And then it was all over. Eitzel went on to release a much loved collection of solo albums, Danny Pearson (bass) went on to play with Clodhopper and do his solo thing, Tim Mooney (drums) set up Closer Studios in San Francisco and Vudi (guitar) moved to LA, bought some cool hats and started driving a bus. Ten years later, and these four guys are back together. Older, wiser and with a new album, ‘Love Songs For Patriots’, that sees AMC pick it up where they left it off. But this is a leaner and meaner AMC. An all new AMC that knows and understands the power at their disposal.
“It feels like a new American Music Club because we’re playing more confidently now”, says Eitzel. Tim Mooney suggests his own theory: “To me, it feels like the same old American Music Club. But with a lot more energy than we had at the end there.” Eitzel thinks about this for a second. “Yeah, I know, I guess that’s the way I feel. I was thinking about that this morning while pondering one of the new reviews from back home”.
Throughout their career, AMC have been plagued by the tag ‘depressing’. It’s an easy shot for journalists and an even easier one for those who don’t get it. But is it true? Sure, if you count depressing to mean clever, considered and honest. There’s a wealth of humour in AMC, it may be as black as coal but it’s still there. If a song such as ‘Blue And Grey Shirt’ makes you want to slit your wrists, then you probably shouldn’t be buying records in the first place. To me, AMC have always sounded hopeful, they may tell a sad story, but they get up the next day and go back to work., just like the rest of us. It’s real life. Destinys Child telling kids to eat at McDonald’s – that’s depressing.
“It’s lazy journalism,” states Eitzel. “I mean, aren’t we beyond the miserable thing yet? The rictus of pain? I mean, please? I don’t think this record is all so depressing. I mean I bet the last Guns And Roses record was more depressing than this record.”
To illustrate the point, here’s their version of a small reunion show they did six years ago. As the story is told in Sean Body’s excellent book ‘Wish The World Away’, this tale seems full of heartbreak, lost hope and broken relationships. But to hear AMC giggling their way through it now, you realise just what great friends they are, and just how stupid the ‘depressing tag is.
Eitzel: “Six years ago we did a little reunion show opening up for Danny. That was interesting.”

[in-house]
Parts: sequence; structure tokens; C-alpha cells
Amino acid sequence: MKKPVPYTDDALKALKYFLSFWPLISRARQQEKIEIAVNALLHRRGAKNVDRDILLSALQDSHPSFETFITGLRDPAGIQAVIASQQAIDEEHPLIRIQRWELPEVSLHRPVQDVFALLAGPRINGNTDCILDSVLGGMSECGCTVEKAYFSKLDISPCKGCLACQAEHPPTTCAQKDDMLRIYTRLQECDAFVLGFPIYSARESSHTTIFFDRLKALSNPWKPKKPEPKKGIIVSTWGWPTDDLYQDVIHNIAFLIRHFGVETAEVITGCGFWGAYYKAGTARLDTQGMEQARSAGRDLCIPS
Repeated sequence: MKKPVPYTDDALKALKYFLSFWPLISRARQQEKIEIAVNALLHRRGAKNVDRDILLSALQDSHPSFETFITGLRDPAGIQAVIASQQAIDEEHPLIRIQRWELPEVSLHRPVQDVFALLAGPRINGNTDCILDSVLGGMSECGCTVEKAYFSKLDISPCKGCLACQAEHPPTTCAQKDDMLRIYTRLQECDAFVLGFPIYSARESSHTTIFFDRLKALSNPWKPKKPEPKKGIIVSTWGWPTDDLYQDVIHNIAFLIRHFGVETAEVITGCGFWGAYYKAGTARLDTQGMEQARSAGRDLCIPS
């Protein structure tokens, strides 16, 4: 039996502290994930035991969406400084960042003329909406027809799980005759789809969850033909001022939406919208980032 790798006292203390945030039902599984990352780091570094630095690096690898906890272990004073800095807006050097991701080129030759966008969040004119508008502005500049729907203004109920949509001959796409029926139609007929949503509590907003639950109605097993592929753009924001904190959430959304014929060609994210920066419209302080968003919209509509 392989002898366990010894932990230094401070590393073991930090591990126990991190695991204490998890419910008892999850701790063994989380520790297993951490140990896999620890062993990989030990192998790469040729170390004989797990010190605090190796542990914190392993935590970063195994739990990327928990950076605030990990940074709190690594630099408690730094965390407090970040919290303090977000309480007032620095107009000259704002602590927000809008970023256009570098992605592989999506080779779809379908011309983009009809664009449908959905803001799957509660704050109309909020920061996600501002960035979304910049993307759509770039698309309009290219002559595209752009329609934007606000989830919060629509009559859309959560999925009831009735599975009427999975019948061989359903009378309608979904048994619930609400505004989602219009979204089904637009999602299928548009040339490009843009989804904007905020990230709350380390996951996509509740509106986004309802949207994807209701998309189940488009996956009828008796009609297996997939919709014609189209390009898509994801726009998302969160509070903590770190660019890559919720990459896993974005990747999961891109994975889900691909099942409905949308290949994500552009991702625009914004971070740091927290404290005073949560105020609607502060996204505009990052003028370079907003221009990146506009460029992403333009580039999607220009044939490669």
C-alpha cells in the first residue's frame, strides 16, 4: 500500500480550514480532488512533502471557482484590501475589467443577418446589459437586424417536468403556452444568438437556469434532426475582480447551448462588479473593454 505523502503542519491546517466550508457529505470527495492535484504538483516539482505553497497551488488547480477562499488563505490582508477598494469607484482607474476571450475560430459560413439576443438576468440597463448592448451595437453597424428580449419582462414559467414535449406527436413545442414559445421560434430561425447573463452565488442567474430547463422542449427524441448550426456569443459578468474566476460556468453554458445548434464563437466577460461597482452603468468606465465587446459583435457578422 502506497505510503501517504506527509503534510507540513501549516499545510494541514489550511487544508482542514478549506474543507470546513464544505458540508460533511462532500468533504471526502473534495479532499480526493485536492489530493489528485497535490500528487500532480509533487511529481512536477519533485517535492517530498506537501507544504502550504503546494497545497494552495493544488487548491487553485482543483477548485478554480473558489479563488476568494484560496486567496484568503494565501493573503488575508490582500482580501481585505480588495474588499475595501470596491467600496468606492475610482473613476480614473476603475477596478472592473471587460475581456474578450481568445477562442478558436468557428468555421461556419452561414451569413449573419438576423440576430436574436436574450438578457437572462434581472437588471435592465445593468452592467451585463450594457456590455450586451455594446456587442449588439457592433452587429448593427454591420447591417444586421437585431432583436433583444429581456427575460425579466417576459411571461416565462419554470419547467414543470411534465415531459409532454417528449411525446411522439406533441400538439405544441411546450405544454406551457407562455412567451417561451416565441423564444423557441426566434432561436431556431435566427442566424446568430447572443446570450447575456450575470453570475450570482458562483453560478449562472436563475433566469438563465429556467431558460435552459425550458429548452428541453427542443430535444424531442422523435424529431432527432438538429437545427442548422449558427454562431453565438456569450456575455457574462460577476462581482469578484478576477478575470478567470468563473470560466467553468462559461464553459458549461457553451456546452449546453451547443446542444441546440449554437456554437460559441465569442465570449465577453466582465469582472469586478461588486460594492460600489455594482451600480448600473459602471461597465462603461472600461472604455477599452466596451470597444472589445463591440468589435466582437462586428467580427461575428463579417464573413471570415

Vudi: “Was I there?”
Pearson: “You were sitting at the bar, you didn’t want to come on stage!”
Eitzel: “You were like, I’m not playing Western Sky ever again!”
One thing is for sure, Love Songs For Patriots is a huge record, packed with great hooks and ripping choruses. They produced it themselves and seem to feel ‘more ownership’ of it than their previous records. “It’s a lot looser,” stresses Eitzel. ” Because we don’t have Vudi in the city all the time, we didn’t have a chance to sit there and really practice and practice and practice and practice and practice. So basically me and Tim and Danny would just come into the studio, try the songs maybe seven or eight times until we felt like it was done. There were no laboured processes, no ‘let’s try it like Flipper’ or ‘let’s try it like the Rolling Stones’. It was just, okay, that sounds good, we’re done.”
So it sounds like the album they wanted to make? Mooney: “I think so. We were hearing Mark’s new songs, learning them, recording them, trying to capture them fresh.” And if AMC carry on from here, Eitzel sees no reason to change the methodology. “I’ve produced records before, Tim’s produced records before, we all have. What’s the point in spending all that money on getting someone else? Tim has a full-on studio, we’re not lo-fi people.”
Later that evening, AMC play a storming set to a packed house. The audience hang on every word and the band are on top form. They fill the old songs with new life and the new songs with their old passion. They laugh, they joke, they stumble and they succeed. AMC live are a very real proposition. You feel that anything could happen, and quite often it does. It’s one of the reasons they mean so much to people. Eitzel: “The security of being able to do a good show every night – the feeling in your bones that when you go on stage it’s going to be good. That feels great. To me that feels better than sitting at home looking through my cuttings or worrying about the bands who’ve ripped us off. That stuff is worthless.”
“It means something to me that it means something to others.” Says the soft spoken Mooney. “When you’ve had a hard day and you’re stuck in the van trying to get to Munich or wherever you think ‘I could be doing better things than this’, then when you get to the show, whoever’s there is pleased to see you and you just have to be responsible enough to give them the best you can.”
“Or at least give them something that’s real,” counters Pearson. Mooney thinks for a second “I think we always pull off the real,” he says. Eitzel laughs: “Unfortunately, we always pull off the real” And if they didn’t? “We’d probably be super-successful!”
A call comes through and it’s time to leave. We say our goodbyes, shake hands and American Music Club wander off to the soundcheck. I pick up Eitzel’s coffee money, put it in my pocket and walk the other way. Everybody’s happy.